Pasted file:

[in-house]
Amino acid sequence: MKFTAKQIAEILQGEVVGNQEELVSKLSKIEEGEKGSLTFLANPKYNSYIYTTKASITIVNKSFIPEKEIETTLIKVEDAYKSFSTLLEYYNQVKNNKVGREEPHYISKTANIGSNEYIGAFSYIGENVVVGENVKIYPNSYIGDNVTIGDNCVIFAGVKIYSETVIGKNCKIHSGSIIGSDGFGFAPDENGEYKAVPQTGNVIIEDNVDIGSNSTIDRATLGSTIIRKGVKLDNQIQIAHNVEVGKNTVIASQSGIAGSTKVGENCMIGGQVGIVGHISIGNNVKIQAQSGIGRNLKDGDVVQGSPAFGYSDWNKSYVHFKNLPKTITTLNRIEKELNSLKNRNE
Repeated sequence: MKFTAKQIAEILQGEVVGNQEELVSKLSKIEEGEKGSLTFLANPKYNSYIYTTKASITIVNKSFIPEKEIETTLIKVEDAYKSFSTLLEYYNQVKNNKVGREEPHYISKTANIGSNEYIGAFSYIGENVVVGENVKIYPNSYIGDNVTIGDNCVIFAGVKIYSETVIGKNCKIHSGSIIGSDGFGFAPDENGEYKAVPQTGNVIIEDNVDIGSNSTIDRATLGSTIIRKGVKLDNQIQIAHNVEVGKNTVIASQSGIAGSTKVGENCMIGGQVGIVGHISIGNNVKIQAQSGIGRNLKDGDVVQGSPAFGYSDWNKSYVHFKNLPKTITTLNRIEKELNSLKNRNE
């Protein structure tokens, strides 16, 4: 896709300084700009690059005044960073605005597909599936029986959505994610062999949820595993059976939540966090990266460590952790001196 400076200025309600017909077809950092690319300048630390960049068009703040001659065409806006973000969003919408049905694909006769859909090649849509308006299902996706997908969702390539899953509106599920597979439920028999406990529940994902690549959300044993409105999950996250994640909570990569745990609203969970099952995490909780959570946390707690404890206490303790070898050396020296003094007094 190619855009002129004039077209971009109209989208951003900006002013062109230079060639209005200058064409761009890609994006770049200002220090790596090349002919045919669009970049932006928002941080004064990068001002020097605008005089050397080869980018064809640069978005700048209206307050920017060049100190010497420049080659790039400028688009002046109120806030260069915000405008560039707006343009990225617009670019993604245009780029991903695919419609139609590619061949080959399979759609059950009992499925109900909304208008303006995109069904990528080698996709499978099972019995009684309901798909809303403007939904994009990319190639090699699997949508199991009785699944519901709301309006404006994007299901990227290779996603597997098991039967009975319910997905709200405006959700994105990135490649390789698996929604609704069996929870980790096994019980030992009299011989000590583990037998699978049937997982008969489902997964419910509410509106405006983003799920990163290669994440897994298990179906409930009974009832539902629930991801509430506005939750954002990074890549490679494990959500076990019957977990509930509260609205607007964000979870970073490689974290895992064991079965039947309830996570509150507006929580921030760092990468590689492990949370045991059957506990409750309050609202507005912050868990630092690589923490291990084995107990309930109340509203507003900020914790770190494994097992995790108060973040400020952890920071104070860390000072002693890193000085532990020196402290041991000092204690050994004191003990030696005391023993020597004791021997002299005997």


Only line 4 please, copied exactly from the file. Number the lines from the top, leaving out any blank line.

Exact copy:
């Protein structure tokens, strides 16, 4: 896709300084700009690059005044960073605005597909599936029986959505994610062999949820595993059976939540966090990266460590952790001196 400076200025309600017909077809950092690319300048630390960049068009703040001659065409806006973000969003919408049905694909006769859909090649849509308006299902996706997908969702390539899953509106599920597979439920028999406990529940994902690549959300044993409105999950996250994640909570990569745990609203969970099952995490909780959570946390707690404890206490303790070898050396020296003094007094 190619855009002129004039077209971009109209989208951003900006002013062109230079060639209005200058064409761009890609994006770049200002220090790596090349002919045919669009970049932006928002941080004064990068001002020097605008005089050397080869980018064809640069978005700048209206307050920017060049100190010497420049080659790039400028688009002046109120806030260069915000405008560039707006343009990225617009670019993604245009780029991903695919419609139609590619061949080959399979759609059950009992499925109900909304208008303006995109069904990528080698996709499978099972019995009684309901798909809303403007939904994009990319190639090699699997949508199991009785699944519901709301309006404006994007299901990227290779996603597997098991039967009975319910997905709200405006959700994105990135490649390789698996929604609704069996929870980790096994019980030992009299011989000590583990037998699978049937997982008969489902997964419910509410509106405006983003799920990163290669994440897994298990179906409930009974009832539902629930991801509430506005939750954002990074890549490679494990959500076990019957977990509930509260609205607007964000979870970073490689974290895992064991079965039947309830996570509150507006929580921030760092990468590689492990949370045991059957506990409750309050609202507005912050868990630092690589923490291990084995107990309930109340509203507003900020914790770190494994097992995790108060973040400020952890920071104070860390000072002693890193000085532990020196402290041991000092204690050994004191003990030696005391023993020597004791021997002299005997």